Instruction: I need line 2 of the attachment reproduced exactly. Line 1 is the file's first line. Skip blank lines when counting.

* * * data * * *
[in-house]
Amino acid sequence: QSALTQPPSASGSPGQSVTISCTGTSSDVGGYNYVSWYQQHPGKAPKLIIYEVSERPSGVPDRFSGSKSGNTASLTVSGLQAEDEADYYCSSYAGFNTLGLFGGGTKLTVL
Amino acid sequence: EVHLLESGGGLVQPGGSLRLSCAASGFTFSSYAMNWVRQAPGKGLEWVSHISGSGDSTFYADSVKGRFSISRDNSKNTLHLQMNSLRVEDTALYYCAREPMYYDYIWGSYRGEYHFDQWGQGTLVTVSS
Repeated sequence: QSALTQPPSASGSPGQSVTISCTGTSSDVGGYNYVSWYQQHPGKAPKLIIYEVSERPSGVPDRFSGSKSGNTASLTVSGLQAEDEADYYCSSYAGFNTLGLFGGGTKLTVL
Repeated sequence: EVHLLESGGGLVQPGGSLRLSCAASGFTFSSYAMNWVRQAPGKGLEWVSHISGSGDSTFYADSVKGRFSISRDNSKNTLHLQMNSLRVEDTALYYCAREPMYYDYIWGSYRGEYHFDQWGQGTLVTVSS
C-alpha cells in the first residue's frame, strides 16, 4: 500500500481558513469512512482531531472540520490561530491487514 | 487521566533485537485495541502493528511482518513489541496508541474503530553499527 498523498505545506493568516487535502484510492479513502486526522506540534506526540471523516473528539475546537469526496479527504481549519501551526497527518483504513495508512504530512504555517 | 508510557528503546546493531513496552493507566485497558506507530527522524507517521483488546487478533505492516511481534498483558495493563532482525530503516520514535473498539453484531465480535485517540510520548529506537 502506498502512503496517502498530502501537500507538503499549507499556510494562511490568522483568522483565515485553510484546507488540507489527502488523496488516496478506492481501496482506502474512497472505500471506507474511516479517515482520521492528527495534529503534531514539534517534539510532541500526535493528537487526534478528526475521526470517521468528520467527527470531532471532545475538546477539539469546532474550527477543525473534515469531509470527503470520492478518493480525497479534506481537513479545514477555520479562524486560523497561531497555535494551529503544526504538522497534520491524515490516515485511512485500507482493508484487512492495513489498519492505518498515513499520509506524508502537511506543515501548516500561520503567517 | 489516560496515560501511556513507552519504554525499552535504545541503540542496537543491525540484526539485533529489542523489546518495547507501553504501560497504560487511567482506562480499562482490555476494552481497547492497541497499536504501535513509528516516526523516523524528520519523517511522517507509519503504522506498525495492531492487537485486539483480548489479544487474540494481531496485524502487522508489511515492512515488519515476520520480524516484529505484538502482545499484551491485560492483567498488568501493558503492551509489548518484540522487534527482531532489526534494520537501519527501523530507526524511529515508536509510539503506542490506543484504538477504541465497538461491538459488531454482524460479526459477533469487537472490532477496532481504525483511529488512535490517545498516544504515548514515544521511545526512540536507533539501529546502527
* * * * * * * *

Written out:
Amino acid sequence: QSALTQPPSASGSPGQSVTISCTGTSSDVGGYNYVSWYQQHPGKAPKLIIYEVSERPSGVPDRFSGSKSGNTASLTVSGLQAEDEADYYCSSYAGFNTLGLFGGGTKLTVL